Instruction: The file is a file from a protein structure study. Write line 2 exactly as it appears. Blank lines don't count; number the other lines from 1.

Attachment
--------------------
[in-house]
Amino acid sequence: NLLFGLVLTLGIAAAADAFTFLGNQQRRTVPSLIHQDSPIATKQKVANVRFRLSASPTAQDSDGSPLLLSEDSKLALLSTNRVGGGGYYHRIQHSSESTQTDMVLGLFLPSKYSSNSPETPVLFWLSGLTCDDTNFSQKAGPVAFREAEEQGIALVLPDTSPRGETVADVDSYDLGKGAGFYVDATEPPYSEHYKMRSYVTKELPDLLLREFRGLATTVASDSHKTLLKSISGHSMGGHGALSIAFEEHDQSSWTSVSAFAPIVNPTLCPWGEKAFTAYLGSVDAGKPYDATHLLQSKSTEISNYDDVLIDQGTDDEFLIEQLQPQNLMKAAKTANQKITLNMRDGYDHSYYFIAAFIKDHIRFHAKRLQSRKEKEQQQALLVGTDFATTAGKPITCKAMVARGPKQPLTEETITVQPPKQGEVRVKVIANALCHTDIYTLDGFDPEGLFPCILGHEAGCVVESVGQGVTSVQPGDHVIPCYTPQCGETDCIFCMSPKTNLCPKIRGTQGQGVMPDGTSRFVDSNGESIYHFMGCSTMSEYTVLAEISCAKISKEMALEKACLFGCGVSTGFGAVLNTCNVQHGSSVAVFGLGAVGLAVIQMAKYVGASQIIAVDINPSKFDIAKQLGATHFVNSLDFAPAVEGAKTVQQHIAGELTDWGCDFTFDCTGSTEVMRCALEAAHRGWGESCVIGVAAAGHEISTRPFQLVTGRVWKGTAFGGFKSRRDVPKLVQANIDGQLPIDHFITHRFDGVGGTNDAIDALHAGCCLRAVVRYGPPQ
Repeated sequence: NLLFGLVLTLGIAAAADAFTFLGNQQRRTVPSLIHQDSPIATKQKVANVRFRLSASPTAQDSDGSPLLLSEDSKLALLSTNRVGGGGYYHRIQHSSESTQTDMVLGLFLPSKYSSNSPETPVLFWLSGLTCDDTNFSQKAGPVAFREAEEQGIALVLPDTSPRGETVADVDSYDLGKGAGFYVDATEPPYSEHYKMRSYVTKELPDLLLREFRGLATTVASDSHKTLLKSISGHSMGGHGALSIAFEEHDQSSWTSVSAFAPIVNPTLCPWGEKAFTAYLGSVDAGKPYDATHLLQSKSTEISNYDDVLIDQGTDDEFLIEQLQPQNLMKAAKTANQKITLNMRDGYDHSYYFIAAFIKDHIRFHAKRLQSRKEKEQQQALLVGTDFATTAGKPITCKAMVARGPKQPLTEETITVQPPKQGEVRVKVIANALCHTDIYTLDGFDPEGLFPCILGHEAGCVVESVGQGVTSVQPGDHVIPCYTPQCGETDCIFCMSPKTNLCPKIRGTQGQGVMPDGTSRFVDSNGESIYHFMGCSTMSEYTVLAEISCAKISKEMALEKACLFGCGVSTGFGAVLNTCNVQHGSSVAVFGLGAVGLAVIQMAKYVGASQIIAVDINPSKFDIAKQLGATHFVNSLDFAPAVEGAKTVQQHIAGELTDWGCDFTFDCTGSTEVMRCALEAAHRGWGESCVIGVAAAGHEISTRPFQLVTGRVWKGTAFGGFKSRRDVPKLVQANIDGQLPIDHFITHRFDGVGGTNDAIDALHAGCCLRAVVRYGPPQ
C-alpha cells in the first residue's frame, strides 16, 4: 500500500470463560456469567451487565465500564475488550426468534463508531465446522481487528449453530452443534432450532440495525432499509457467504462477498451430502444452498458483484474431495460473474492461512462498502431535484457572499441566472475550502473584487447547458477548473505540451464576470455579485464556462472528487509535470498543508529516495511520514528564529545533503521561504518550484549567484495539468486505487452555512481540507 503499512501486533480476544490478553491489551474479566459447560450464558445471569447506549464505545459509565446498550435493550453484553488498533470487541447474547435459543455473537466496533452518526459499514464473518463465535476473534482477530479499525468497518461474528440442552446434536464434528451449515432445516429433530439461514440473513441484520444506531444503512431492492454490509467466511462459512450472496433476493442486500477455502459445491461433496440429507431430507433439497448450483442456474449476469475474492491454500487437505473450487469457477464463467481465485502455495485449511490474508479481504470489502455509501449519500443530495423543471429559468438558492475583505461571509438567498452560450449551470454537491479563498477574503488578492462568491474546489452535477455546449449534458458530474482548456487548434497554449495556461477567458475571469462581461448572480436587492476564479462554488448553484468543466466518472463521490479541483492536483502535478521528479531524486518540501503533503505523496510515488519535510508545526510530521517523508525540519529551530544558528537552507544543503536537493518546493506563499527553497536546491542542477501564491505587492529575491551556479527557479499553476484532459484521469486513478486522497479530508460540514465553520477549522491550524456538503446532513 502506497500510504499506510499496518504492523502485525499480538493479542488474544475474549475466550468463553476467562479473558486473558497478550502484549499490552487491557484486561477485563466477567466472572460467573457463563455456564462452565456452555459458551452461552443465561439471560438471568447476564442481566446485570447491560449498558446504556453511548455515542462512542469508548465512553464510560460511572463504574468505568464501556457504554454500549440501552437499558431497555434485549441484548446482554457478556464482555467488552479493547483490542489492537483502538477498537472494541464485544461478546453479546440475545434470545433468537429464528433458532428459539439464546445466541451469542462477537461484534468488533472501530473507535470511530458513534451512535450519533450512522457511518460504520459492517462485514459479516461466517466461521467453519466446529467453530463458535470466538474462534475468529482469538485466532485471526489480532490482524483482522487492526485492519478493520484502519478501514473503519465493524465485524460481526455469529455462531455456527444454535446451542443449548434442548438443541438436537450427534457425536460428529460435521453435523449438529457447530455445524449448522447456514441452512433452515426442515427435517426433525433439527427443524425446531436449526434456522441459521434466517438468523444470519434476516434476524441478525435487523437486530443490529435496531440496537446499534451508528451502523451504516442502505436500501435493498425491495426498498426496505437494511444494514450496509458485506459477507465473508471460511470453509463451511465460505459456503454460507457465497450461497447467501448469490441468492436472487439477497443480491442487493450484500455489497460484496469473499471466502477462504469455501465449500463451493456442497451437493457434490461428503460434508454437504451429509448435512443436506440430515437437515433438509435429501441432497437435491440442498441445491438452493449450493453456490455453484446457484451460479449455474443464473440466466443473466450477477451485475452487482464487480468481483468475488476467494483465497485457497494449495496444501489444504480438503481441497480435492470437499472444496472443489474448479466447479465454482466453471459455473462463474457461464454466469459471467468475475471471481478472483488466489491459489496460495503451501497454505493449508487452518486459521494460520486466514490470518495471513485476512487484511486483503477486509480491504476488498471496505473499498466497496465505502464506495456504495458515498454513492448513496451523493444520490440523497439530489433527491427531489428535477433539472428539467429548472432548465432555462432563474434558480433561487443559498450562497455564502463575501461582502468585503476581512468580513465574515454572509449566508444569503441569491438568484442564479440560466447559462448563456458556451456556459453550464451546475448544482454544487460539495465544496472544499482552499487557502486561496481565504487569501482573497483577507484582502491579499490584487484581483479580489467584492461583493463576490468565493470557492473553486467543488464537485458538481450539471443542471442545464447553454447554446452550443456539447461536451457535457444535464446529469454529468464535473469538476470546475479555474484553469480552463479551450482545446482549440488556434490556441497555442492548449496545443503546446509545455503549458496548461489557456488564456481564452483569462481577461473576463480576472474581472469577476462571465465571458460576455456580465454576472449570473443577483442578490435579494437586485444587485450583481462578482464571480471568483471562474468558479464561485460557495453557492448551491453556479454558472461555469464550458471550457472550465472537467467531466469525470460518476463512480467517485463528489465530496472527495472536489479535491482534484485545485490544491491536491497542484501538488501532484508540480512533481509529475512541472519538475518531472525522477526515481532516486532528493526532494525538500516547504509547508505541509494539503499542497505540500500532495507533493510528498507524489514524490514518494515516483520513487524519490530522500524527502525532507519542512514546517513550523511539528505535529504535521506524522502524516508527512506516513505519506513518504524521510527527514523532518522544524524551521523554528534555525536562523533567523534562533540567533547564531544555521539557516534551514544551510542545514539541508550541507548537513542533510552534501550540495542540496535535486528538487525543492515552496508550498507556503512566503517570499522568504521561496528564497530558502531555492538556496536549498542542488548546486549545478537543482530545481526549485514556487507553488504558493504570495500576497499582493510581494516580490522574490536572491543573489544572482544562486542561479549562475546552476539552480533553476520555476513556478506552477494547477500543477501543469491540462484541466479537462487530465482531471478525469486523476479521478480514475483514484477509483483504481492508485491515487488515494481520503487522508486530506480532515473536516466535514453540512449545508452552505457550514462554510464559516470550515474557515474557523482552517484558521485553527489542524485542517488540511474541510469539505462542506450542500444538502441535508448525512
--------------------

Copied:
Amino acid sequence: NLLFGLVLTLGIAAAADAFTFLGNQQRRTVPSLIHQDSPIATKQKVANVRFRLSASPTAQDSDGSPLLLSEDSKLALLSTNRVGGGGYYHRIQHSSESTQTDMVLGLFLPSKYSSNSPETPVLFWLSGLTCDDTNFSQKAGPVAFREAEEQGIALVLPDTSPRGETVADVDSYDLGKGAGFYVDATEPPYSEHYKMRSYVTKELPDLLLREFRGLATTVASDSHKTLLKSISGHSMGGHGALSIAFEEHDQSSWTSVSAFAPIVNPTLCPWGEKAFTAYLGSVDAGKPYDATHLLQSKSTEISNYDDVLIDQGTDDEFLIEQLQPQNLMKAAKTANQKITLNMRDGYDHSYYFIAAFIKDHIRFHAKRLQSRKEKEQQQALLVGTDFATTAGKPITCKAMVARGPKQPLTEETITVQPPKQGEVRVKVIANALCHTDIYTLDGFDPEGLFPCILGHEAGCVVESVGQGVTSVQPGDHVIPCYTPQCGETDCIFCMSPKTNLCPKIRGTQGQGVMPDGTSRFVDSNGESIYHFMGCSTMSEYTVLAEISCAKISKEMALEKACLFGCGVSTGFGAVLNTCNVQHGSSVAVFGLGAVGLAVIQMAKYVGASQIIAVDINPSKFDIAKQLGATHFVNSLDFAPAVEGAKTVQQHIAGELTDWGCDFTFDCTGSTEVMRCALEAAHRGWGESCVIGVAAAGHEISTRPFQLVTGRVWKGTAFGGFKSRRDVPKLVQANIDGQLPIDHFITHRFDGVGGTNDAIDALHAGCCLRAVVRYGPPQ